Learn more about the services provided and conditions treated by Texas Children’s Division of Urology.

Medically Speaking features some of the brightest minds from several Texas Children’s specialty and subspecialty areas. The series is meant to be a helpful educational resource for parents and a convenient way for physicians and other caregivers to stay up-to-date on the latest in pediatric medicine. Viewers can watch talks on a variety of interesting topics, including advancements in surgery, breakthroughs in research, new clinical trials, and novel and back-practice treatments for specific conditions.

Be on the lookout for more Medically Speaking episodes here on Connect, or view additional episodes now.

This presentation is not intended to present medical advice or individual treatment recommendations, and does not supplant the practitioner’s independent clinical judgment. Practitioners are advised to consider the management of each patient in view of the clinical information. All content is shared for informational purposes only, and reflects the thoughts and opinions of the original author. No physician-patient relationship is being created by the use of this presentation. The presentation sets out recommendations based upon similar circumstances and is provided as an educational tool. The presenters are not attorneys, and to the extent this presentation provides commentary on current laws and regulations affecting health care activities, it is not intended as legal advice.

When Texas Children’s Cancer Center opened its doors in 1954, only one in every 10 children with cancer survived. Today, more than 80 percent of children who are diagnosed with cancer will successfully fight the battle and be cured. However, the war with cancer will not be over until there is a cure for each and every child who is impacted by this disease.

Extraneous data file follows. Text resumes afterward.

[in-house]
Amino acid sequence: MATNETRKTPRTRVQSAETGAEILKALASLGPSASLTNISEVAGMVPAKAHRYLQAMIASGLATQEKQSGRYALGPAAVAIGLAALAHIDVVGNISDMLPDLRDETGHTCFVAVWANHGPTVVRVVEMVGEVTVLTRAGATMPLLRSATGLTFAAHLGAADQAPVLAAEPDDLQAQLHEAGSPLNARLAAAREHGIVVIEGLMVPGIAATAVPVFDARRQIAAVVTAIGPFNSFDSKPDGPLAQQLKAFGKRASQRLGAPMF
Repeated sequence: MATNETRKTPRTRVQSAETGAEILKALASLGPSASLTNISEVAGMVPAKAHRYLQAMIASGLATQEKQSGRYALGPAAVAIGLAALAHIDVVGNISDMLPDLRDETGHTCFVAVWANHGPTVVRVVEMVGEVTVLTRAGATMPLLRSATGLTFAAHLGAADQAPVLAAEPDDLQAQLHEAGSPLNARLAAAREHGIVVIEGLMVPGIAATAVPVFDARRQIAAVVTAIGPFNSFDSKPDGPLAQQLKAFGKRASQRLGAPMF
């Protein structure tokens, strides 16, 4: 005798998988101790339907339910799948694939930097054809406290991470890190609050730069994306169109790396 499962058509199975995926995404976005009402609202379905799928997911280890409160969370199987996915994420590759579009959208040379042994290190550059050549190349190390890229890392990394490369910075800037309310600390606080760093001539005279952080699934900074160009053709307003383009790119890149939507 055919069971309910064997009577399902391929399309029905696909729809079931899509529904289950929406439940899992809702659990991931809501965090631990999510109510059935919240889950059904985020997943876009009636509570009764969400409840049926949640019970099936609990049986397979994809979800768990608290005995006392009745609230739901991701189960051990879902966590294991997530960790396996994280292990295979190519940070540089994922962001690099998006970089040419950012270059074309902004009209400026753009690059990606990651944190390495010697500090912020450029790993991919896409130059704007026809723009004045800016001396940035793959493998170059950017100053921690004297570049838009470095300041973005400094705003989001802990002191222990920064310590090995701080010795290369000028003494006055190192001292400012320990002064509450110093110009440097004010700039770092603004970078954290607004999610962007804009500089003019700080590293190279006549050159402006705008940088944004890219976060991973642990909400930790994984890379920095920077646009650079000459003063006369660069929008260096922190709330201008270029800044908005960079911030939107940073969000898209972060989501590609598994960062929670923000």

The good news is, tremendous progress has been made. With powerful new weapons in our arsenal and incredible breakthroughs in technology and genetics, every day we uncover more information about what causes cancer and how to beat it, because losing even one child to cancer is still one too many.

To learn more about the history of Texas Children’s Cancer Center, our treatments, programs, staff and research, read “And So We Fight,” a publication dedicated to the mission of the Cancer Center and those it serves. The publication is now online. Click here to view.

Texas Children’s employees enjoyed a spice-filled start to National Nutrition Month® on March 6 with a full menu of original Indian dishes available for lunch at the Fresh Bistro, created by award-winning Compass Celebrity Chef Bal Arneson.

Employee Health & Well-Being partnered with Food and Nutrition Services and Morrison Food Services to bring Arneson to the Medical Center campus to share her cooking tips and recipes, which draw their flavor from carefully selected spices and healthful ingredients rather than cream and salt. Even her spin on classic butter chicken – a well-known dish that originated in Northern India – is made with yogurt instead of butter.

Arneson mingled with employees at the Fresh Bistro before doing a live cooking demonstration in Morrison’s Teaching Kitchen, which was set up in the Pavilion for Women conference rooms.

She also signed copies of her latest cookbook and answered questions about how home chefs can incorporate more spices into their family meals, noting that turmeric, coriander, cardamom, fennel and paprika are among her favorites for health benefits like reduced inflammation and more sound sleep.

The opportunity to bring her passion and love for food to Texas Children’s allowed Arneson to fulfill her ultimate purpose of serving others, she said. It was a special treat to use her knowledge and gifts to feed the people who heal and support our patients and their families.

“I believe the body is our temple and there is an energy inside us that needs to be nourished. You must fuel your body with the right nutrients,” Arneson said. “Food is your medicine and you are exactly what you eat.”

National Nutrition Month® continues

The National Nutrition Month® celebration at Texas Children’s will extend through the end of March with the following events at the Medical Center, The Woodlands and West campuses:

Wednesday, March 20 | 11 a.m. to 1 p.m.
Cigna Health Education Table
Pavilion for Women, in front of Fresh Bistro